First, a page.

Starting with a sampled nuclear explosion it is indeed the sound of the apocalypse that ‘Praise Of the Almighty’ brings. Although the record is similar in construction to Morbid Angel’s own “Formulas Fatal to the Flesh”, it is the central architecture that sets its apart from its more established counterpart. Where Morbid Angel sounded dazed, confused and directionless on its album, Hate Eternal knows its objective and how to reach it. At its core this is “Covenant” in more ways than one. The guitar tone is similar, the drum sound is similar and even Rutan’s beastly growls mimic those of the then still relevant David Vincent, death metal’s most celebrated frontman at this juncture. There are important differences on a number of facets that differentiate this new unit from its older counterpart. Hate Eternal cares not about subtlety, or about atmosphere of any kind. No, the band’s primary objective is to pummel the listener over the head and into submission by sheer force of power. Unrelenting in its riff assault and frightening in its percussive intensity “Conquering the Throne” is a display of instrumental mastery and razor-sharp precision at dizzying warp speeds. Just like the Nile debut that was released the year before Hate Eternal is all about extremity, even if at the price of replayability.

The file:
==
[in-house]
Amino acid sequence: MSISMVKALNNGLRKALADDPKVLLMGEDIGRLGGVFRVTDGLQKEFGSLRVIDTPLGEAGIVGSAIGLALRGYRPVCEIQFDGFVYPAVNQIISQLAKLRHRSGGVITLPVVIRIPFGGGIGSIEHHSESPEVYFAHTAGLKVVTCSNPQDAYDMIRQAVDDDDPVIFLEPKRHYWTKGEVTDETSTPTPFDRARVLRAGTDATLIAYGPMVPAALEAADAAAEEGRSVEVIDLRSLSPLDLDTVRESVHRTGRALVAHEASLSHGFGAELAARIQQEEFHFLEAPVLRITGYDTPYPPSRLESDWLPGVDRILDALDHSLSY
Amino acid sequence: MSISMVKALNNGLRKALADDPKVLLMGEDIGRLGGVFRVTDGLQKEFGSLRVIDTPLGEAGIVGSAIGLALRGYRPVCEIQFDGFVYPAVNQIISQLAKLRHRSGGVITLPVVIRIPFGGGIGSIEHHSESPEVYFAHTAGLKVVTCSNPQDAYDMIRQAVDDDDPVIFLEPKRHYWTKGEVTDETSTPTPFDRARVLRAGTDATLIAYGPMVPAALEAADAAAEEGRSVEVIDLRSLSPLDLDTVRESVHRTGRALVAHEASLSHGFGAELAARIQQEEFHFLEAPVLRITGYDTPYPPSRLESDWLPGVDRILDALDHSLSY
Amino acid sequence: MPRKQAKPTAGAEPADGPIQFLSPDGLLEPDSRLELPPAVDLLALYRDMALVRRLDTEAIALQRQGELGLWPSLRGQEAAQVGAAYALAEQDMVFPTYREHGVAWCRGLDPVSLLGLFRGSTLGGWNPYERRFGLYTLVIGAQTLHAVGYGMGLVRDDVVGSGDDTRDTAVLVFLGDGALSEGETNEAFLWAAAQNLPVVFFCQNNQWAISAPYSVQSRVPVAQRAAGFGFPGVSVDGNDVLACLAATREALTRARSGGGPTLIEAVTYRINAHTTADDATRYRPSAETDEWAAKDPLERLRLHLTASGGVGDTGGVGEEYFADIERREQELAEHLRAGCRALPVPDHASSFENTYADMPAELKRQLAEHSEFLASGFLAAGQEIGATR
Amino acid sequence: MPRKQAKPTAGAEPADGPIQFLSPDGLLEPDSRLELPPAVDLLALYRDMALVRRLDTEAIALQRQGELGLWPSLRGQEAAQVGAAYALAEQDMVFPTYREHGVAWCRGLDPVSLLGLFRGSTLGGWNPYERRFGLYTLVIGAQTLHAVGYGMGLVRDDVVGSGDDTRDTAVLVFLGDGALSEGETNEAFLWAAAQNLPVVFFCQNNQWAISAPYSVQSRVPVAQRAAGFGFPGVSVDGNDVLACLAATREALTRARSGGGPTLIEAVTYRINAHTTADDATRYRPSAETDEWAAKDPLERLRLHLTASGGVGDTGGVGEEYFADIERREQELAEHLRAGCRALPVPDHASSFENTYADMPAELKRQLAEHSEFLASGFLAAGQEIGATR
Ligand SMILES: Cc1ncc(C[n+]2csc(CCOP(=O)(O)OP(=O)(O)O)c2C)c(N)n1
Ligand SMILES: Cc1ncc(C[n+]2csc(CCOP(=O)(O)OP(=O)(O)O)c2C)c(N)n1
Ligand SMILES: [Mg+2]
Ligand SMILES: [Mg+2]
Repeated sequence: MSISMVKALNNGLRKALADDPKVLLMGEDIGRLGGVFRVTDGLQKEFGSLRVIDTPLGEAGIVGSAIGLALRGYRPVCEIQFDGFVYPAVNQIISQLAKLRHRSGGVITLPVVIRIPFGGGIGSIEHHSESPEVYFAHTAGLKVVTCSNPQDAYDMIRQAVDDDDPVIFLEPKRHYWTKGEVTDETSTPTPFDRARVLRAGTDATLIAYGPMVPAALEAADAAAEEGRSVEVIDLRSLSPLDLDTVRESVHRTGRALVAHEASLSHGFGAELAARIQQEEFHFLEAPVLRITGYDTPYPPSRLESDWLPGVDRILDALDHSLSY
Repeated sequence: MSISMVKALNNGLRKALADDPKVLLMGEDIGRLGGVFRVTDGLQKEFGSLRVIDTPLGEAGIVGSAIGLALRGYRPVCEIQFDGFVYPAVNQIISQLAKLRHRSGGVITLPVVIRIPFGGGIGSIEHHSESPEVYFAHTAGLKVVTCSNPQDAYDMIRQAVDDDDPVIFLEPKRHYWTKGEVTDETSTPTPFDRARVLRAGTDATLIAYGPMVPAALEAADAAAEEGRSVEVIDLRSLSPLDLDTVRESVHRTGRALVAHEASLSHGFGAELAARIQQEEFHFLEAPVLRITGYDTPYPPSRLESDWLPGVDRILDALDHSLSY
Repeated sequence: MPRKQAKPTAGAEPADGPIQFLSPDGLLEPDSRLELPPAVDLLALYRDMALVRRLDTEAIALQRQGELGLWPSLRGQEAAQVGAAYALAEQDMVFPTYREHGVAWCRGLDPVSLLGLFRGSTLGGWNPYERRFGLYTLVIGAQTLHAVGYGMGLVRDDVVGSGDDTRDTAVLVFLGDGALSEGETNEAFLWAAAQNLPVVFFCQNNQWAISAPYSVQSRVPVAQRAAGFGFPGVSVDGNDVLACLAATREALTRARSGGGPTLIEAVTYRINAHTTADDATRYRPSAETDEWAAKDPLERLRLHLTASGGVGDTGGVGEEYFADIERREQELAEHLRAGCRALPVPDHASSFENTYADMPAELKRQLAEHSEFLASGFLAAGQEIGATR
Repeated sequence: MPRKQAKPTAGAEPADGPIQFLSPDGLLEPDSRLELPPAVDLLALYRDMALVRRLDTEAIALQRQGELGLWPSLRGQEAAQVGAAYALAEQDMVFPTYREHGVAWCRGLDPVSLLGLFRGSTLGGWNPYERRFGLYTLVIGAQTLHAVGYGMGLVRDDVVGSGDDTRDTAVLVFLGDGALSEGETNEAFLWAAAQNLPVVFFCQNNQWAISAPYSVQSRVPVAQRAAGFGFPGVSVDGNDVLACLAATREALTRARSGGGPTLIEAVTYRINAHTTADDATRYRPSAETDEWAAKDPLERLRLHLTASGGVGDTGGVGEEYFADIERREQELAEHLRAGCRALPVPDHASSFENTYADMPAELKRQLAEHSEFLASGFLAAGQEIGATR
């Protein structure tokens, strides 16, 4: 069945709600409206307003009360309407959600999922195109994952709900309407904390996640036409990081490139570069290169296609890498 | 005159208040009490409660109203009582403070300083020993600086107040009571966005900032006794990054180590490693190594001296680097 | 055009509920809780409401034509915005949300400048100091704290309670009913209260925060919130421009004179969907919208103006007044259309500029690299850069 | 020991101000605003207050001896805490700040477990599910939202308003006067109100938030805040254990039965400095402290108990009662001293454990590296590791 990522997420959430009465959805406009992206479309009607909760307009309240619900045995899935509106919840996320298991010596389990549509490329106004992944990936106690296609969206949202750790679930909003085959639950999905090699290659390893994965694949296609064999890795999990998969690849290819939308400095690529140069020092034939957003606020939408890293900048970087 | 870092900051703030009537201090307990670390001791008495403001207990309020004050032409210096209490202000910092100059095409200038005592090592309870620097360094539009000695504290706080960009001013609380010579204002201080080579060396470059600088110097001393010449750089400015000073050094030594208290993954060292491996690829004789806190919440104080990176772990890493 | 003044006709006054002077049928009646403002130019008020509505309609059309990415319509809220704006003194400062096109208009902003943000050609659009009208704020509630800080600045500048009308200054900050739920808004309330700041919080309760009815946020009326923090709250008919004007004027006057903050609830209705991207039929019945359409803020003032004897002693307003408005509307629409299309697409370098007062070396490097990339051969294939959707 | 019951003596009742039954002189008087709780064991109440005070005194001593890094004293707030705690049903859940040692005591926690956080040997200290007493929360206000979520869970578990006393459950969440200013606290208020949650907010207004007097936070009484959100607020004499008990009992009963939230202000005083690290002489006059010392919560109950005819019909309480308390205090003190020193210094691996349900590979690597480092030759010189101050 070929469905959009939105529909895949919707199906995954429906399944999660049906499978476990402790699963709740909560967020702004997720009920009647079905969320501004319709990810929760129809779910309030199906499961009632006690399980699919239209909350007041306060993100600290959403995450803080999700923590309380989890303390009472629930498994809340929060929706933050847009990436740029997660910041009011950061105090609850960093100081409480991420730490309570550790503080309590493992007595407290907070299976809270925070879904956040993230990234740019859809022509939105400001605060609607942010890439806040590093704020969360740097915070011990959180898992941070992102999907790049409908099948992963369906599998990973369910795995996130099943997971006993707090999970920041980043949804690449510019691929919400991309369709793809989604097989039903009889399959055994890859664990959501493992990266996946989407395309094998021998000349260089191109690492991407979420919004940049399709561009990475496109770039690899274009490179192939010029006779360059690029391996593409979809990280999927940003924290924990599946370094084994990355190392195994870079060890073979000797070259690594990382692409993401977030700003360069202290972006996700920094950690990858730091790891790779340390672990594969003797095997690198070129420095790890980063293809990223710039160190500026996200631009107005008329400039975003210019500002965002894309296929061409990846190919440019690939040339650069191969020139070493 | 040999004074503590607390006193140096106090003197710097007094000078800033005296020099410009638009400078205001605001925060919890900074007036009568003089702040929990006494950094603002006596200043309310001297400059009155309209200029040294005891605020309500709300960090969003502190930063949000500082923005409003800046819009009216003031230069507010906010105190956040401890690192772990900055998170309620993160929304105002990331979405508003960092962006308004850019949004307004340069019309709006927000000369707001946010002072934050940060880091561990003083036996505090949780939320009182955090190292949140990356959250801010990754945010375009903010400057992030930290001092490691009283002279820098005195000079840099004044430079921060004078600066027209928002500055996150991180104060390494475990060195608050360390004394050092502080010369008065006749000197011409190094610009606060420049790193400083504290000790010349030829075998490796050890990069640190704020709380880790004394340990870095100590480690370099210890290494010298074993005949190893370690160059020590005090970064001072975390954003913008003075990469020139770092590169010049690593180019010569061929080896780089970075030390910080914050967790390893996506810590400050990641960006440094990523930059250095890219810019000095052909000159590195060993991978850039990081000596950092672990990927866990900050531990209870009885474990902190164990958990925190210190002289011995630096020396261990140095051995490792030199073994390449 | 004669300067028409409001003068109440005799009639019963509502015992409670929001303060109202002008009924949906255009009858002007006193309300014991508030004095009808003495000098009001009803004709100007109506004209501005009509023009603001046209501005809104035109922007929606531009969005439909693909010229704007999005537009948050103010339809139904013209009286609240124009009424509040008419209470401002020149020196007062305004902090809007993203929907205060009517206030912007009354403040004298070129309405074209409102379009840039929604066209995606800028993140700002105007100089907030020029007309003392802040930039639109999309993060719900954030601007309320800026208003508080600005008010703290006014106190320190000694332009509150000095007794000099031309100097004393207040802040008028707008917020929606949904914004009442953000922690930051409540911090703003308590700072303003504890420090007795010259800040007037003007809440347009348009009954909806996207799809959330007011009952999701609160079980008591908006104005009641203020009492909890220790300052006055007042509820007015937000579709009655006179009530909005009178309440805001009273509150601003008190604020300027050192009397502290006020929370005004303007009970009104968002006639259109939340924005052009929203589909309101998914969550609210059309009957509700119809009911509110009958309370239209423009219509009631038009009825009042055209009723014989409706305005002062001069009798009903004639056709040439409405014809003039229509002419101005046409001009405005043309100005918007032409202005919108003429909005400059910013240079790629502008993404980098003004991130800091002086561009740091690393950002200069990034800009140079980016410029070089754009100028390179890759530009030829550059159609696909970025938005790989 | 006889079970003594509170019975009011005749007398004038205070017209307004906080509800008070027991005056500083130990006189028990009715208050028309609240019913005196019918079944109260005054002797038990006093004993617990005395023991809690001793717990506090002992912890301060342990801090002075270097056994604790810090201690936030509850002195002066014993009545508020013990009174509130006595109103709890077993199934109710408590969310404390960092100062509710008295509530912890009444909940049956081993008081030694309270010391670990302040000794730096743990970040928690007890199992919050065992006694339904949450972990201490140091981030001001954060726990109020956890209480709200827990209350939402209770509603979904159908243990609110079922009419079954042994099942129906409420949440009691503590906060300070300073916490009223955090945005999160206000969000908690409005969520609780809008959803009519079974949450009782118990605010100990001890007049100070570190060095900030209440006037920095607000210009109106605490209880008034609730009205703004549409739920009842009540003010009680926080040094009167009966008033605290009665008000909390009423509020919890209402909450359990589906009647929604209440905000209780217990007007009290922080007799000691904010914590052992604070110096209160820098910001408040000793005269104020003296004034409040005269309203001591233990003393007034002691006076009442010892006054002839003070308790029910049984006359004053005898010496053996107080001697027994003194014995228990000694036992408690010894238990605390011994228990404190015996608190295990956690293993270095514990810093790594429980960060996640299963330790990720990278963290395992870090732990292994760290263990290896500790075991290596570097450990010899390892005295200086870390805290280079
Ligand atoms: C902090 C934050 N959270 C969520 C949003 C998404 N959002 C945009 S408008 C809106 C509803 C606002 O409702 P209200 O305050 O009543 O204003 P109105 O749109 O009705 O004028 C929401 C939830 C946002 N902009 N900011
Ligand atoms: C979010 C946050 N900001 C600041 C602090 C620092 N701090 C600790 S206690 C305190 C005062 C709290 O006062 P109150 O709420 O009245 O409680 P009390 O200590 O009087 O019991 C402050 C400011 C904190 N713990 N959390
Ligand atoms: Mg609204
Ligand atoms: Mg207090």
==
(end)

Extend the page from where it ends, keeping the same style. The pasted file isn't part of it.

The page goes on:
The presence of Doug Cerrito also brings in the earlier mentioned New York influence. The three tracks that he contributes to this album sound exactly like you imagine they would given where he was at this point in time. ‘Nailed to Obscurity’, ‘Dethroned’ and ‘Spiritual Holocaust’ are largely similar in construction to Suffocation’s swansong EP “Despise the Sun”. The only difference is the vocal presence of Erik Rutan instead of Frank Mullen. Anderson has no writing credits whatsoever on this record, but his style would define the follow-up to this album, the unanimously savage “King Of All Kings”. Making his recording debut as a studio musician is drummer Tim Yeung. Based upon his performance here Yeung would later do session work for Maryland death/black metal unit Aurora Borealis (2002) and for California-based act Decrepit Birth (2003) before venturing out on his own, along with former Fear Factory guitarist Dino Cazares, to form the melodic metalcore act Divine Heresy. Interesting to note is that Aurora Borealis in 1998 and 2000 worked with session/studio drummer Derek Roddy for recordings of two albums. The very same Derek Roddy who would replace Yeung in this act, and who would appear on two of its records. It is probably a coincidence, but it is worth noting.